how can we help?

FAQs

fighting for people header
fighting for people page
We are happy to answer any questions you might have. Please call anytime: 800-967-2117
Frequently Asked Questions

The following information includes frequently asked questions surrounding wrongful death or personal injury. The answers here are general in nature and are not intended to apply to every situation. Each case is unique and carries its own set of circumstances that must be taken into consideration by competent legal counsel. By contacting The Spence Law Firm, you can receive a personal consultation regarding your specific legal claim.

These are some of the most frequently asked questions we hear from potential clients.

1. Do I have a case?

If you have been injured by the unreasonable, negligent, reckless, or wrongful acts of another person, company, or the government, you may have legal rights to be compensated under North Dakota and/or federal law.  In any case, statutes of limitation limit how long you have to bring a claim against the wrongdoer.  It is critical that you call an attorney as soon as possible if you are wondering if you have a case, or if you just have questions about making a claim or your legal rights.  When you call the Spence Law Firm, we will answer your questions and real trial lawyers committed to helping you – no matter how big, or how small your case may be – will be there to answer your questions.  We encourage you to call us for a free consultation or case evaluation, anytime, 1-800-967-2117.

2.  When will a lawyer speak to me?

From the second your case comes in to the office, a team of lawyers is reviewing the facts and law that will be relevant to the case and whether we can help you. We also have legal assistants to assist the lawyers in working on your case. The legal assistants are an integral part of our team. Many times the lawyers who are directly responsible for your case are out of the office or are working on other cases. You should know that any time you want to speak with the lawyer who is responsible for your case, every attempt will be made to have that lawyer call you directly at his/her earliest convenience.

3. What financial compensation can I recover?

Personal injury victims are entitled to recover monetary damages for all losses and expenses sustained as the result of negligent acts or negligent failures to act by others. Depending upon the particular circumstances of your case, damages may include recovery for any of the following:
• Medical bills, both past and future
• Lost income, including overtime wages, past and future
• Pain & suffering
• Loss of enjoyment of life
• Physical disability
• Disfigurement
• Emotional trauma
• Mental disability
• Property damage.

4. How do I pay for my legal fees and expenses?

We take cases on a contingency fee basis.  Our clients pay no attorneys fees until a case is resolved by verdict or a settlement.  This means that if there is no monetary recovery, you owe us nothing for our services.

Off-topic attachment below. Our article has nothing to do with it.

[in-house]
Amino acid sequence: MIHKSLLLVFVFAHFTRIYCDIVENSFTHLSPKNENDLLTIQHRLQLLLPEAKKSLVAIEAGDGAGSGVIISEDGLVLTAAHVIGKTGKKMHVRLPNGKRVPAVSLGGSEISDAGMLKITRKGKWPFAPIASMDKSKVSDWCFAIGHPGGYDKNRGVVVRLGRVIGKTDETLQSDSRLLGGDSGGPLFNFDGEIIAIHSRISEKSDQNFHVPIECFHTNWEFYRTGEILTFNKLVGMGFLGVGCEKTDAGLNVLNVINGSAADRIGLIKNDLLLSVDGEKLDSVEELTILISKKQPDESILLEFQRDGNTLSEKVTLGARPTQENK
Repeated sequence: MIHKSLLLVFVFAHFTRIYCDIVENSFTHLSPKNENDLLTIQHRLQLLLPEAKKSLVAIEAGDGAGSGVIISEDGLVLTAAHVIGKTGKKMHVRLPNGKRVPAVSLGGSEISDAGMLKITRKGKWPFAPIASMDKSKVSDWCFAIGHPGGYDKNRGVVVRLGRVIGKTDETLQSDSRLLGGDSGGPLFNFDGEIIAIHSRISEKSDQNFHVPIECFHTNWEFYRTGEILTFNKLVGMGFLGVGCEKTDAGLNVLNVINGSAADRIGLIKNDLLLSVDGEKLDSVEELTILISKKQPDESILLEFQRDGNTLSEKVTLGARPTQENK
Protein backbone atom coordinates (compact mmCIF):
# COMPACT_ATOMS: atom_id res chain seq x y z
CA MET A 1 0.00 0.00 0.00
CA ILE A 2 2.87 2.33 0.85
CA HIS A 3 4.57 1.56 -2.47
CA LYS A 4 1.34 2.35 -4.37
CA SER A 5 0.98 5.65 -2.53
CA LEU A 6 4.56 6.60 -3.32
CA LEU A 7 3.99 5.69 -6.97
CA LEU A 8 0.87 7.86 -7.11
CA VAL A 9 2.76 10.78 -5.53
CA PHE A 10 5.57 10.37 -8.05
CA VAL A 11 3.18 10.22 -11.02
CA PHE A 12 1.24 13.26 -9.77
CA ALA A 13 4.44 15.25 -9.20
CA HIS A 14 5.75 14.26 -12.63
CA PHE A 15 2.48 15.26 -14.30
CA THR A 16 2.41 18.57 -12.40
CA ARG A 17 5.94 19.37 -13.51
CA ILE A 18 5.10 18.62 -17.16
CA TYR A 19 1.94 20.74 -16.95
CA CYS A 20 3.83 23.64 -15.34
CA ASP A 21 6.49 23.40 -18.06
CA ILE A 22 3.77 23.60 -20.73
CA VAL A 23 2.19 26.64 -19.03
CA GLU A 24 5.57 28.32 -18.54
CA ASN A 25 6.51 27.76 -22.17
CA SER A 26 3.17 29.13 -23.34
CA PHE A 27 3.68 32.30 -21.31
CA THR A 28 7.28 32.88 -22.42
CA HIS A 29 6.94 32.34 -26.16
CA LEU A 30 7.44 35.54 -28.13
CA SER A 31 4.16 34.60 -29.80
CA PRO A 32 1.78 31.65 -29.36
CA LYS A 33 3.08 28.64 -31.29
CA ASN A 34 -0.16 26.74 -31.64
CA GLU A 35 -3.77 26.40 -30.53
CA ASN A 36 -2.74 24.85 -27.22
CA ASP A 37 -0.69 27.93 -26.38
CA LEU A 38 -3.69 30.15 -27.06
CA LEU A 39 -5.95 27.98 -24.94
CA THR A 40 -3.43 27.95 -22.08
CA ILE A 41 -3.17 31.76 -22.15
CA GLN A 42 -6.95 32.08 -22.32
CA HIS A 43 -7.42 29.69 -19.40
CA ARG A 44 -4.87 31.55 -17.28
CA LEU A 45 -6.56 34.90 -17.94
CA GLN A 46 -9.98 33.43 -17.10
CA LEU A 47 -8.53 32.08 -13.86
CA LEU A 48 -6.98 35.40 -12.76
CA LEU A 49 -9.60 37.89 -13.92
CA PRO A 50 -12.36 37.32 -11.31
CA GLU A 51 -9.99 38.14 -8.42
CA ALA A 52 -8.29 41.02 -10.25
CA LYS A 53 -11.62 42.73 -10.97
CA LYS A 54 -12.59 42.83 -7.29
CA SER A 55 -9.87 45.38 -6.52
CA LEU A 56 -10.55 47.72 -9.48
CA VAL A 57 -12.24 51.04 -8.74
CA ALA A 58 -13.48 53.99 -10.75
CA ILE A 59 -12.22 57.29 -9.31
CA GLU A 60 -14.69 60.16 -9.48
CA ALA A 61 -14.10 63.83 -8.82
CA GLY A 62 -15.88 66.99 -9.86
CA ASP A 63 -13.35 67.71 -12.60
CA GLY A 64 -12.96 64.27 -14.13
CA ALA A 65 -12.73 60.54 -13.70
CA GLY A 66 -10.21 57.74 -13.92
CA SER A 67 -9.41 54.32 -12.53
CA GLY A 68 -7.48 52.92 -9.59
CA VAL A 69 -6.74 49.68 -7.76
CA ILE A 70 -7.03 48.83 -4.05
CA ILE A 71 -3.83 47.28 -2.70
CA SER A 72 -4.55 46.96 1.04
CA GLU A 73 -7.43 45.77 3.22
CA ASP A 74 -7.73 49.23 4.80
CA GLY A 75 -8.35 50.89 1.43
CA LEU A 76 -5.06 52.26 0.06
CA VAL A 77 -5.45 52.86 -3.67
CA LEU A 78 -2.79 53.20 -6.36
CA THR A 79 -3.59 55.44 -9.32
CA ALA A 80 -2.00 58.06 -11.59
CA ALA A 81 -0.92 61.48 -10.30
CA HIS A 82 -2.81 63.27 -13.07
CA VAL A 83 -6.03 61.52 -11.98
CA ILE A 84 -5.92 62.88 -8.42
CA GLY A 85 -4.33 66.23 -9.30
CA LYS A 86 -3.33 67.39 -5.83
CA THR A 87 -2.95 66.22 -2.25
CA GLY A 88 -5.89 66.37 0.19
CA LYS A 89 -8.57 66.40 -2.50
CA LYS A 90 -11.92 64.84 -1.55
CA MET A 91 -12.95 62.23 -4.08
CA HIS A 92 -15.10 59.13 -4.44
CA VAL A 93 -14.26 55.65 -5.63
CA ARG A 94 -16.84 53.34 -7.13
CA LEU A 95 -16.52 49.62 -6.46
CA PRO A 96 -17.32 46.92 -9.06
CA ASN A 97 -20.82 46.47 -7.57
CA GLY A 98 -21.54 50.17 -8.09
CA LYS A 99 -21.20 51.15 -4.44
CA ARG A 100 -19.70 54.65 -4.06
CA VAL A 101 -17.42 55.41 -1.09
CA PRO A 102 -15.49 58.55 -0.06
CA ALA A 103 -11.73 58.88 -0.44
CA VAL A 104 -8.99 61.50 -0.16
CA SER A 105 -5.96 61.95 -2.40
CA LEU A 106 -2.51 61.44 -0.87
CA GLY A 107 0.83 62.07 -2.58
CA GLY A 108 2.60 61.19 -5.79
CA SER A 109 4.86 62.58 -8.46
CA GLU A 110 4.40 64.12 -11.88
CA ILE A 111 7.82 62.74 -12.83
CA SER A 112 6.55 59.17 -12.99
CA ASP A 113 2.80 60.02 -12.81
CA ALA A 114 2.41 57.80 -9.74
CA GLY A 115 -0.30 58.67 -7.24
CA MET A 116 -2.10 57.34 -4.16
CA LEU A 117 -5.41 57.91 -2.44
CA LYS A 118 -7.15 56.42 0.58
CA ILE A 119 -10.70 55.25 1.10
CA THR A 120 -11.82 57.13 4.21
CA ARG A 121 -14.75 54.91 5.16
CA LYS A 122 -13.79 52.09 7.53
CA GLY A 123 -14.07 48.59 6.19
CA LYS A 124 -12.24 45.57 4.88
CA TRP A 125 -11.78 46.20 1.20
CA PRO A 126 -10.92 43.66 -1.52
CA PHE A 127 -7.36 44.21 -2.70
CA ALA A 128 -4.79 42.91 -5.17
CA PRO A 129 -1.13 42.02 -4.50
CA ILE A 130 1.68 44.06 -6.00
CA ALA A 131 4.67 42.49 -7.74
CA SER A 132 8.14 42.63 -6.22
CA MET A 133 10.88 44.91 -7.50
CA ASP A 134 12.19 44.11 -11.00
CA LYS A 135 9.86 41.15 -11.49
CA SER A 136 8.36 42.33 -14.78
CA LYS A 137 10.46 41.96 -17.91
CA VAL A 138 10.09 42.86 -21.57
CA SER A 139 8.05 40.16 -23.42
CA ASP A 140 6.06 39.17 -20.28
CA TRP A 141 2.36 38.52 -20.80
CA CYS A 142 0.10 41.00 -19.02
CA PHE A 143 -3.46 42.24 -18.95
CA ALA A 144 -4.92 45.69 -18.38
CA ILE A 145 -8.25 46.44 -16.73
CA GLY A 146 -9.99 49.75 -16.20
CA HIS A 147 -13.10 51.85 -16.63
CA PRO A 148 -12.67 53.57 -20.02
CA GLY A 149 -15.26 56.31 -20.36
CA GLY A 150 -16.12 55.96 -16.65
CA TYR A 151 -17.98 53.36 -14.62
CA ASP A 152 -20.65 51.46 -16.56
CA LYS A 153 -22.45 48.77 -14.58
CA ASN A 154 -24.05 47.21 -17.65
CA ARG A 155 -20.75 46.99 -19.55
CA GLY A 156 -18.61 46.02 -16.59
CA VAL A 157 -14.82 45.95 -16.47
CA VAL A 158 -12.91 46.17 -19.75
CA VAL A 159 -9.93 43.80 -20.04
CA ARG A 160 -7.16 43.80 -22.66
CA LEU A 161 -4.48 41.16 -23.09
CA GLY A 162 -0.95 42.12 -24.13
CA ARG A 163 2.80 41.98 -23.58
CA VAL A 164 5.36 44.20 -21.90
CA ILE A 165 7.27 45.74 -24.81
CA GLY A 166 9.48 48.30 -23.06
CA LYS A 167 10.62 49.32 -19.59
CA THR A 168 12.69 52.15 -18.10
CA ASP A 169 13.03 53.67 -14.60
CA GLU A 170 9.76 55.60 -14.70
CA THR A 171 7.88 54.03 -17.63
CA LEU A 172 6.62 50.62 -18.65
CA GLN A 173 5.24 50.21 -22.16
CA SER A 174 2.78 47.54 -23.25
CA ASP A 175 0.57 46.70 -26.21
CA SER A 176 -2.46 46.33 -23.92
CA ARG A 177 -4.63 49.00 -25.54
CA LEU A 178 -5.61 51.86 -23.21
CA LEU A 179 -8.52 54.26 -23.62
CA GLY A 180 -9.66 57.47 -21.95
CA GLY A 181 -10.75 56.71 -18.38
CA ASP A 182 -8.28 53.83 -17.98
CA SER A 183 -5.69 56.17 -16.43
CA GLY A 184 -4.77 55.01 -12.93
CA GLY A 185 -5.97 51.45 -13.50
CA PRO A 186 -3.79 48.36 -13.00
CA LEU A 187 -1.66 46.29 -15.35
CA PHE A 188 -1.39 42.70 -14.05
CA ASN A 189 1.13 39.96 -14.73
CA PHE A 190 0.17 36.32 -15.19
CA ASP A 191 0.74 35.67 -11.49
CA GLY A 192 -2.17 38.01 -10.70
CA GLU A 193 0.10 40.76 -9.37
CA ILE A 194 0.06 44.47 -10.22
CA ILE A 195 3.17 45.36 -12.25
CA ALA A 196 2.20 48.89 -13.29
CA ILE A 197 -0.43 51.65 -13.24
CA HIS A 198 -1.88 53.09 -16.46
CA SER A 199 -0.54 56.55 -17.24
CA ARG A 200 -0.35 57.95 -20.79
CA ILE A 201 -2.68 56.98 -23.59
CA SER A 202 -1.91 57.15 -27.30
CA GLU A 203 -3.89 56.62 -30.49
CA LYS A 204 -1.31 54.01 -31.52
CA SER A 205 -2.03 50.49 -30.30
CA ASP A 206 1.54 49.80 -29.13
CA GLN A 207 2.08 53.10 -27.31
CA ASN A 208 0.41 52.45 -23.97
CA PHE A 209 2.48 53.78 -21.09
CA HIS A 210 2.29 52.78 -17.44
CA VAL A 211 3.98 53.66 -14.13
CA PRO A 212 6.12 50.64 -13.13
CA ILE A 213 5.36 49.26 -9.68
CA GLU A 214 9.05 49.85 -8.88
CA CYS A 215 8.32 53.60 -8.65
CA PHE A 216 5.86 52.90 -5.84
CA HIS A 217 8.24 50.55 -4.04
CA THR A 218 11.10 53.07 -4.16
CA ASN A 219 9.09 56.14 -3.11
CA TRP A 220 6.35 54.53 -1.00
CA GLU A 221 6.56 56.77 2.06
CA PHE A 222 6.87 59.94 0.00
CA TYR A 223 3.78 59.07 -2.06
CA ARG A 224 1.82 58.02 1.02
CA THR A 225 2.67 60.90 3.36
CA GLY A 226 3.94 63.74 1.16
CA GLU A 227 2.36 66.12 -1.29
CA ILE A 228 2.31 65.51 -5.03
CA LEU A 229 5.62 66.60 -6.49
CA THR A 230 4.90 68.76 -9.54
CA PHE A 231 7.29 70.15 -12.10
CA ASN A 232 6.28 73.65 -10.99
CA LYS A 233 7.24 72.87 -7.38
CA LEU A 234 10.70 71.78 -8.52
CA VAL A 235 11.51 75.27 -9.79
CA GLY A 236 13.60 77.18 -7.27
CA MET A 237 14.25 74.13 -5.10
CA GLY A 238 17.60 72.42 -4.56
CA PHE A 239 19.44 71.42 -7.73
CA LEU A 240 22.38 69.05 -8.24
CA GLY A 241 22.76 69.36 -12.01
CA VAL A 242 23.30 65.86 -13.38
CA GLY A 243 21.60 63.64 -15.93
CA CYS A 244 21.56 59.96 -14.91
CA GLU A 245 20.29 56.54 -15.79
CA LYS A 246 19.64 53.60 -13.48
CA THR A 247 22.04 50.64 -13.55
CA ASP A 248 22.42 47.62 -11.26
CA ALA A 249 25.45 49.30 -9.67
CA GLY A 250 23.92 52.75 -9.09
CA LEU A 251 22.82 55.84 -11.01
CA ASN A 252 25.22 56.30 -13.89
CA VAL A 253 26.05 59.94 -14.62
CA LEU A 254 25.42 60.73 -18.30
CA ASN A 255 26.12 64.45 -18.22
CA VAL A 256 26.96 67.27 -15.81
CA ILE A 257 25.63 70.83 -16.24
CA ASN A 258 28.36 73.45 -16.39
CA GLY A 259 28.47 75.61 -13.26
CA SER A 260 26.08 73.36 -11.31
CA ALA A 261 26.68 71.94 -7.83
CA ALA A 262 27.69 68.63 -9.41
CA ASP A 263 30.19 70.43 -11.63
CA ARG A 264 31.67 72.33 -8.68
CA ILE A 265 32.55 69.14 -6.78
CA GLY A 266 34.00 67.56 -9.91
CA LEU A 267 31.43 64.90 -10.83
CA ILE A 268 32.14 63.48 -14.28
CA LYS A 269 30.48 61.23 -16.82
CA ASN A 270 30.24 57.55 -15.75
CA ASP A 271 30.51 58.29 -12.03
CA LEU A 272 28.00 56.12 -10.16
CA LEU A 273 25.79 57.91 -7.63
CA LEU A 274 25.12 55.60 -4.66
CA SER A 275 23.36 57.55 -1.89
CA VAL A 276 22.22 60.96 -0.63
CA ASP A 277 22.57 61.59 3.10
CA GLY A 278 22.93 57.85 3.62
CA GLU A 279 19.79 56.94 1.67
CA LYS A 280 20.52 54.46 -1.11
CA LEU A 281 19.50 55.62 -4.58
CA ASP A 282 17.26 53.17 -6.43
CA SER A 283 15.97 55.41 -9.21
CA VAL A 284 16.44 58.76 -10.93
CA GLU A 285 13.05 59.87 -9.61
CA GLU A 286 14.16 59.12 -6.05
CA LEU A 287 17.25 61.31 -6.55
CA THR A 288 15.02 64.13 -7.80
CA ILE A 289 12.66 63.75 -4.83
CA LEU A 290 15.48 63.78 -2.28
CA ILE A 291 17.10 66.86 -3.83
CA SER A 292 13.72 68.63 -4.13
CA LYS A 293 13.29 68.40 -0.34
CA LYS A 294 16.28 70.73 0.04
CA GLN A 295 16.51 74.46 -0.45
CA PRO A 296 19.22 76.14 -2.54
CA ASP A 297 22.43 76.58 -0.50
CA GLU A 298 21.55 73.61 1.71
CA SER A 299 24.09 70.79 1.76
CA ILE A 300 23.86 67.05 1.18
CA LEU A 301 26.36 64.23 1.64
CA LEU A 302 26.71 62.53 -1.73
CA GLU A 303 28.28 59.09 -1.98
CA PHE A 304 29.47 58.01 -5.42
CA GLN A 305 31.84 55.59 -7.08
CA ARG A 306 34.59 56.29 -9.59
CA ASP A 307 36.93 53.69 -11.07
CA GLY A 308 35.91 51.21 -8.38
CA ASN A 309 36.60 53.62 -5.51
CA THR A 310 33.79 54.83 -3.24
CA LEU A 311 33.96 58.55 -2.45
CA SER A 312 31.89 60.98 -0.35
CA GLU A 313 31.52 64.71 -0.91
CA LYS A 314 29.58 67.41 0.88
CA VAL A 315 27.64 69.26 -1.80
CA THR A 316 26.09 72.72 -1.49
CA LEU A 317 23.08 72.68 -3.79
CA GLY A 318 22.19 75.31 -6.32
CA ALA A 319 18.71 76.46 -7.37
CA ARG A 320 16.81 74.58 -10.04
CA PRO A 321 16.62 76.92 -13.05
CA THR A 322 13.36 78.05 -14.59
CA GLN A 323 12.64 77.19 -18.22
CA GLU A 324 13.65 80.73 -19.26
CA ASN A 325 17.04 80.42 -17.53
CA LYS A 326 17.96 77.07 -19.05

5. How do I pay for the expenses of the case?

In most cases, The Spence Law Firm will advance the expenses of the case and we will be paid back by you when there is a recovery.

6. How do you decide whether you will take my case

We are fortunate in that we look at many cases every year even though we are not a large law firm. And we like it that way. Unfortunately, however, we are not able to help all of the people who ask for and need our help. We look at each case individually as it comes in. We evaluate the case collectively, involving everyone in the firm. Most importantly, the partners in the law firm all have input in deciding the cases we will take. If we believe that we can make a difference for you, or on behalf of others like you or a loved one, we will take the case. Sometimes, if we are unable to help you, we know of other lawyers who can help, and we will refer you to them.

7. How much is my case worth?

We don’t make promises, we get results. A lawyer who tells you how much your case is worth before even working on the case is probably making a promise he can’t keep. Depending on the specifics of your case, we may be able to give you some idea of what similar cases have settled for in the past, but the truth is that every case is unique and our job is to maximize your recovery to make sure you get justice in your case. No matter what it takes. To discuss how much your case may be worth, contact us anytime and we will talk with you in detail about how we evaluate a case’s value.

8. I don’t live in North Dakota. How can you take my case?

The trial lawyers at The Spence Law Firm are licensed to practice in several different states across the West.  Some of us are licensed in North Dakota, and we also have attorneys licensed to practice in many different states and federal courts throughout the country.  The Spence Law Firm represents clients in cases in state and federal courts in North Dakota either by our North Dakota attorneys or by associating with local North Dakota lawyers, commonly referred to as being admitted “pro hac vice.”